COLUMBUS, Ohio (Christian Examiner) -- Columbus, Ohio native Diane Cohen was one of four children raised in a devout Jewish family so committed to Jewish tradition that Cohen's grandmother forbade her from mentioning the name of Jesus when encountering Christmas music at school.
As an adult browsing through the New York Times bestseller section of a bookstore, Bruce Chilton's book Rabbi Jesus caught Cohen's attention. Such a title was uncommon in her personal experience.
The beauty of how this happened to me is that I was so hit with the truth of it at such a deep level, that all I could answer was with great conviction, 'I can't tell you why, but it is true. I know it is true. I know it is true in my heart. And I have the rest of my life to read Scripture and understand the why, but I know it is – it is the truth.
When her brother questioned her as to why she would want to read such a book, Cohen replied that she was an educated woman who did not know who Jesus was. "He changed history, if nothing else. So I'm just curious. I just want to read the book," she recalls telling him. "I want to understand a little bit more about who Jesus is."
While reading the book on a flight, a fellow passenger asked Cohen what she was reading. Cohen gave, in her words, a "defensive" reply telling the curious passenger that she was Jewish and merely trying to find out more about who Jesus was.
"What do you want to know? I've written books about him," replied the passenger who turned out to be author Laurie Hall, who has been living under an assumed name since 1996.
The two women discussed information about Jesus and Hall's books. Cohen vowed she would not change her religion but asked Hall which version of the New Testament she would recommend. Hall provided a suggestion and asked for Cohen's address, promising to send copies of her own writing.
Soon after this conversation. Cohen's 28-year marriage "shockingly came to an end," she said. It had had been building for a long time, Cohen admitted, but it was still a jolt. She had always believed raising her children was the most important thing she could do with her life.
On the heels of the break-up, Cohen had an unusual dream in which a phrase from Zephaniah 3:17 went through her mind: "He will delight in you with song." Cohen reported, "I just woke up one morning going, 'What is that? Where did that come from?'"
Finding herself alone in life, she arrived home from work one day and discovered a package in the mail containing a book and a card. The card read: "Dear Diane, I haven't forgotten my promise to send you this book. It just has been slow in getting to you. This book is part of my life story. In the midst of great pain, Jesus walked alongside me. I have been praying that whatever you go through in your life that He will find you and comfort you as He blessed me. Blessings and Shalom, Laurie Hall. Zephaniah 3:17: 'He will delight in you with song.'"
Cohen was shocked by the content and timing of the package. She called her sister to share astonishment. Cohen's sister sat in stunned silence before asking, "Did you say Laurie Hall?" She relayed that when Cohen called, she was holding a copy of Christian Led Woman magazine containing a review of Hall's book.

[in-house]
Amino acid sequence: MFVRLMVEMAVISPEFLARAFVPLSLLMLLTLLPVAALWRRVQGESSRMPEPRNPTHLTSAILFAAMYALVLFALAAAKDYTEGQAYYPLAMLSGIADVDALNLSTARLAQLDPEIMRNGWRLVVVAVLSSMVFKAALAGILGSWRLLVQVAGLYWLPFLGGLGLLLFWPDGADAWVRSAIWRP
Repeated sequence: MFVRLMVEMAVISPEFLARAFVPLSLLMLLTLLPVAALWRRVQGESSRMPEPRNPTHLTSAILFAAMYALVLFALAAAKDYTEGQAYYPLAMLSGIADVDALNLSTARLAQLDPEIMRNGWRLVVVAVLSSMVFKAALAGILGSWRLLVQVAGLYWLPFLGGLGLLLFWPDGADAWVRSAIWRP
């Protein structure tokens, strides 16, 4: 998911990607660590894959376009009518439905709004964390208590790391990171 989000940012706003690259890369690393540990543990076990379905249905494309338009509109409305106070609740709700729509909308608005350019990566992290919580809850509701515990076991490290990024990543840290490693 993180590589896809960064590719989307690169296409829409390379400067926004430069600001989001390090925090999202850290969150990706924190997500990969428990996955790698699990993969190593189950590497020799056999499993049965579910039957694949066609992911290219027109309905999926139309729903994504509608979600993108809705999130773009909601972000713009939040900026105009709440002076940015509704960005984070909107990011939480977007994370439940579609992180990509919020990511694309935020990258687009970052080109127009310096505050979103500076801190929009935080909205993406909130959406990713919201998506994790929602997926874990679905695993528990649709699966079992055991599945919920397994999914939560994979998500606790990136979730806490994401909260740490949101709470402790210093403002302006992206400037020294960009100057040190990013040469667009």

"This moment to me, it was so profound that God was absolutely in my life," said Cohen.
In August 2001, Cohen received an invitiation to attend church for the first time when her sister invited her to a service to support a friend entering the pastorate.
"I was supporting my sister, and my sister was supporting her friend," Cohen said of the occasion, but she found herself shocked again. "I loved the music. This is amazing music, and I got goosebumps and was really into the service which was surprising. I was a Jewish woman. I really had not attended church before and this was good."
Afterwards, Cohen was surprised one more time when she was introduced to the church's pastors and discovered both men grew up in New York and were Jewish. Cohen asked: "How do you grow up Jewish and you're a pastor in a church? It just blew my mind."
A woman standing nearby asked Cohen if she could pray for her. Cohen agreed, telling the stranger, "I just want to understand more about Jesus."
"That's all I wanted," Cohen said, "but God zapped me. I feel like if there's such a thing as good electricity, it was like my body was just filled with love and warmth and electricity. It was like an electrical love hug of proportions I can't even imagine, and I just felt this huge sense of truth of who Jesus is. I felt it. I could feel it."
The woman praying for Cohen asked, "Will you accept Jesus as your Messiah?"
Cohen soon admitted to her rabbis and her fellow synagogue board members that she had come to believe in Yeshua. It was their turn to be shocked. Cohen described their response: '"How could you do this?' I was like a traitor. 'After all these years of being a Jewish woman, a leader in our community, how could you believe it?'" they asked her.
"The beauty of how this happened to me is that I was so hit with the truth of it at such a deep level, that all I could answer was with great conviction, 'I can't tell you why, but it is true. I know it is true. I know it is true in my heart. And I have the rest of my life to read Scripture and understand the why, but I know it is – it is the truth.'"
Cohen's testimony is one of several videos on imetmessiah.com. The site is a branch of One for Israel – an evangelism ministry initiative developed by native-born Israelis featuring Jewish professionals.